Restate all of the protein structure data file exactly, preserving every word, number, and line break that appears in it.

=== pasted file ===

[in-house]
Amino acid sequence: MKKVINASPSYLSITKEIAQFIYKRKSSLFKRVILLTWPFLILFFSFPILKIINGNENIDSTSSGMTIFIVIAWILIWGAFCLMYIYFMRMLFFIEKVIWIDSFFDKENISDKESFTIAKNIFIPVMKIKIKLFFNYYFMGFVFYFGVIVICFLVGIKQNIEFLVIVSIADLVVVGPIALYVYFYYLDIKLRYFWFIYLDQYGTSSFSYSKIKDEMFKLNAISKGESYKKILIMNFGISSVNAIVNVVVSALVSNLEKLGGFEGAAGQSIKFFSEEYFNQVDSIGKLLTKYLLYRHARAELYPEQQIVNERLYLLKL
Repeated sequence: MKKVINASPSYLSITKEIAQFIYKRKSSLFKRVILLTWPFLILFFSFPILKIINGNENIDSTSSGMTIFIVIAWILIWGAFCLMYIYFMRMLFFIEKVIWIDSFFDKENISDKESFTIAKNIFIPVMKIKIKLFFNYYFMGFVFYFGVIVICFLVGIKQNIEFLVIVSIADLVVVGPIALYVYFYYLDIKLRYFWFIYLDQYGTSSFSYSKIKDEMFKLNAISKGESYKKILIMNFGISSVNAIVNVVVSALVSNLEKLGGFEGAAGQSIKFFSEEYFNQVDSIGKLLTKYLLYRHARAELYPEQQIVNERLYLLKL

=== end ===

[in-house]
Amino acid sequence: MKKVINASPSYLSITKEIAQFIYKRKSSLFKRVILLTWPFLILFFSFPILKIINGNENIDSTSSGMTIFIVIAWILIWGAFCLMYIYFMRMLFFIEKVIWIDSFFDKENISDKESFTIAKNIFIPVMKIKIKLFFNYYFMGFVFYFGVIVICFLVGIKQNIEFLVIVSIADLVVVGPIALYVYFYYLDIKLRYFWFIYLDQYGTSSFSYSKIKDEMFKLNAISKGESYKKILIMNFGISSVNAIVNVVVSALVSNLEKLGGFEGAAGQSIKFFSEEYFNQVDSIGKLLTKYLLYRHARAELYPEQQIVNERLYLLKL
Repeated sequence: MKKVINASPSYLSITKEIAQFIYKRKSSLFKRVILLTWPFLILFFSFPILKIINGNENIDSTSSGMTIFIVIAWILIWGAFCLMYIYFMRMLFFIEKVIWIDSFFDKENISDKESFTIAKNIFIPVMKIKIKLFFNYYFMGFVFYFGVIVICFLVGIKQNIEFLVIVSIADLVVVGPIALYVYFYYLDIKLRYFWFIYLDQYGTSSFSYSKIKDEMFKLNAISKGESYKKILIMNFGISSVNAIVNVVVSALVSNLEKLGGFEGAAGQSIKFFSEEYFNQVDSIGKLLTKYLLYRHARAELYPEQQIVNERLYLLKL